Wanting to take some sunset pictures, Echo and I got a late start to the day, and we arrived at the trailhead around 3pm. The trailhead was a little less busy than I was expecting, and it was easy to find parking along highway 108. It was uncomfortably hot back down at Baker Campground where we managed to find a campsite without any shade, and the heat wave probably contributed to the light number of fellow hikers. At least the temperature was much nicer a couple thousand feet up by the pass.
The first few miles were marked by the tune of thunderstorms to the east. Thankfully the storms didn’t move westward, and I got to enjoy them without getting wet. These first 2.5 miles of the trail were the most difficult; the trail was a lot more even after that point.
You get your first glimpse of Leavitt Peak after saddling the large hill around the 2.5 mile mark—right around when the trail crosses into the Emigrant Wilderness. Looking westward from here, you can see highway 108 cut through a beautiful valley.
Leavitt Peak in the distance
A little green in the valley
After meandering along this valley, you’ll come up on a dip and incline. Summiting this saddle opens up an amazing view of the eastern Sierras and Latopie Lake. The lake had several groups of campers playing in the waters along the north and south shores. From this side I could start to see the approach that would take us up Leavitt Peak.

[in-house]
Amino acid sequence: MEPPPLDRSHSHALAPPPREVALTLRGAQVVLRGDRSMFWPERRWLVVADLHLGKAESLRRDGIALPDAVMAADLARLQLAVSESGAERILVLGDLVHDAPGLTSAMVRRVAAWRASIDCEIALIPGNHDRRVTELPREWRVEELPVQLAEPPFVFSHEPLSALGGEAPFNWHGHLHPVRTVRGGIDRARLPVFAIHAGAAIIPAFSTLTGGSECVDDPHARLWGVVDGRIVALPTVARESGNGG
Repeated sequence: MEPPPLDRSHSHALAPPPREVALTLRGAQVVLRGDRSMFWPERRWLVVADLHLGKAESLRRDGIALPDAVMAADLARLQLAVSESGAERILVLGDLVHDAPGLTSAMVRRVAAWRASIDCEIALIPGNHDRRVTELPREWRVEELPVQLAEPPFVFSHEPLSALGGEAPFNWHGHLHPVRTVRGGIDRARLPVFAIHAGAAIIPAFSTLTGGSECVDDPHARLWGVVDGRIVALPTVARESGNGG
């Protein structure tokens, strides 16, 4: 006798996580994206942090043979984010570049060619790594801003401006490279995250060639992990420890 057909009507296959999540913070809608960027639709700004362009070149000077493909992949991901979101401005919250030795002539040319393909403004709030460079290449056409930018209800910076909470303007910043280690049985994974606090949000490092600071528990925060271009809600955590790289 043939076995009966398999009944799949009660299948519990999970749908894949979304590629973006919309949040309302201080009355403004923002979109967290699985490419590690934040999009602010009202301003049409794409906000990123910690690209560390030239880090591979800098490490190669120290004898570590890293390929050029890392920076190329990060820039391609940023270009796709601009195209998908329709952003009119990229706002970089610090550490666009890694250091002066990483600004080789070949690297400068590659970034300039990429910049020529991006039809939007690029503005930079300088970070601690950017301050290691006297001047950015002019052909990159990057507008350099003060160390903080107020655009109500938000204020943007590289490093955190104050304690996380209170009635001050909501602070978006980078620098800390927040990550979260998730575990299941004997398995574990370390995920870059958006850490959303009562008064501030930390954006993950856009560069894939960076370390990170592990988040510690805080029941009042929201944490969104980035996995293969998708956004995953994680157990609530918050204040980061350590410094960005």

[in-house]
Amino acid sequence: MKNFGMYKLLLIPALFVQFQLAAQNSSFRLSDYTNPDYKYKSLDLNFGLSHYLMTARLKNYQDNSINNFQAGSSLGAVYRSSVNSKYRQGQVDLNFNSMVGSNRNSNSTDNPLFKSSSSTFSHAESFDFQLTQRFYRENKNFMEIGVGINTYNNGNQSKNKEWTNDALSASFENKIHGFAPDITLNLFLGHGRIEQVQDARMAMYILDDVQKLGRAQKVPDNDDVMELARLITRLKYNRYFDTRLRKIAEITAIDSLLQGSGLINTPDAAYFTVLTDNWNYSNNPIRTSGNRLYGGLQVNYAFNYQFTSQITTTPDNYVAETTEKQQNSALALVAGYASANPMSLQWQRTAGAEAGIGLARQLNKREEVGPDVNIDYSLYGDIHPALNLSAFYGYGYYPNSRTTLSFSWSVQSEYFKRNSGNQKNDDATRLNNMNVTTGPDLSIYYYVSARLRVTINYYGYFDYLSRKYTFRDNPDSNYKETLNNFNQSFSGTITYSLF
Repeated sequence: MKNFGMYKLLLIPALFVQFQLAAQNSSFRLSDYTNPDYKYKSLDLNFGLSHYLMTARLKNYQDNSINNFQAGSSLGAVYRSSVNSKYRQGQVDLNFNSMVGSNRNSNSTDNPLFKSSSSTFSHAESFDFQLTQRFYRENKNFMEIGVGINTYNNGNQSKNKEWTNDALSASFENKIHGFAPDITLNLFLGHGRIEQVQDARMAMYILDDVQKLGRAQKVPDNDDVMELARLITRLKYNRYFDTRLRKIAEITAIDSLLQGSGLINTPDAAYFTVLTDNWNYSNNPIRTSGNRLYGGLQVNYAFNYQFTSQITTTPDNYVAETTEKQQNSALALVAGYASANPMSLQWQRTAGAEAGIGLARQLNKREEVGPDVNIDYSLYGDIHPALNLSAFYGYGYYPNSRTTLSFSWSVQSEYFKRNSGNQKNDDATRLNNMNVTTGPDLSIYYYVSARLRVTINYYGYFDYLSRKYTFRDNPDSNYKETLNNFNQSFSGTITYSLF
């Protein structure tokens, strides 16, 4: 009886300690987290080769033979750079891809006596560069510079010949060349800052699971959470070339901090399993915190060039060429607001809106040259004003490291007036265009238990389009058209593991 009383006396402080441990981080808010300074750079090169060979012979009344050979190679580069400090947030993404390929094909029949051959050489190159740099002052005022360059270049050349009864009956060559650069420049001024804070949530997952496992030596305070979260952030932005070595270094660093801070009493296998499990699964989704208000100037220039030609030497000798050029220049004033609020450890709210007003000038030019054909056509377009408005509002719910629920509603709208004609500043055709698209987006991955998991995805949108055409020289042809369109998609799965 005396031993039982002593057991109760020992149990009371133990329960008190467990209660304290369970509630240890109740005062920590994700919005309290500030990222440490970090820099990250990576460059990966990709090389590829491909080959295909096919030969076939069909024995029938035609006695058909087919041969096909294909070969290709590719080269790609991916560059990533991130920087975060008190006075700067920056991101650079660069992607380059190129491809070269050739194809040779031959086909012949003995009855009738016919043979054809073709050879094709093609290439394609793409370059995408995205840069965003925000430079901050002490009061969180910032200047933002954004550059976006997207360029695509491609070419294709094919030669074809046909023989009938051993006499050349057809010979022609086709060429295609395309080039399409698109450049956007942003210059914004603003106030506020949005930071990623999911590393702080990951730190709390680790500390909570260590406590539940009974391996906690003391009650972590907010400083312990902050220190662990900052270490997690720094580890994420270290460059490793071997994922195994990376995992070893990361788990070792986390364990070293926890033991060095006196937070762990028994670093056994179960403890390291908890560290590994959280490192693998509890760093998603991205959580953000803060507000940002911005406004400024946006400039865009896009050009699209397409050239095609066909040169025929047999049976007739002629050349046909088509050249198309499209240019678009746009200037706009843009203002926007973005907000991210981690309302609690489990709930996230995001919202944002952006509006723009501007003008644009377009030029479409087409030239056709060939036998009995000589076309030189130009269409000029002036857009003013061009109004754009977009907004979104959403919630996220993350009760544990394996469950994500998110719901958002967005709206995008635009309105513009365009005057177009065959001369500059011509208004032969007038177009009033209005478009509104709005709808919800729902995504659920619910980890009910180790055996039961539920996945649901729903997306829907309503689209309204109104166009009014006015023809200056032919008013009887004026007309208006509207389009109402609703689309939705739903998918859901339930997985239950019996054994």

We continued to follow the PCT around the lake for about three quarters of a mile where we came to a fork in the trail well marked by rocks. The left was well traveled and continued along the PCT, and the right didn’t have a discernable trail after 10 feet. Right takes you to Leavitt Peak.
Unfortunately, this is where I called it quits. To spare the details, let’s just say both of my big toenails were very, very short. It didn’t cause me too many issues on the well-traveled PCT, but I stubbed my toes several times within a couple hundred feet of leaving the trail. Maybe I’m clumsy. Either way, my eyes were watering from the pain, and I decided to turn around. As consolation, I told myself that I would use the extra time to find a nice composition for a sunset photograph.
Some late season snow to cool off in
My consolation will have to wait for another day. The composition I had in mind didn’t work out well due to the cloud cover. As I was packing it in and calling it a night, the light broke through the clouds for a brief moment, and I grabbed an opportunistic shot of Stanislaus Peak in the golden sunset light. Not quite what I had in mind, but a nice end to a good hike nonetheless.
Stanislaus Peak in the sunset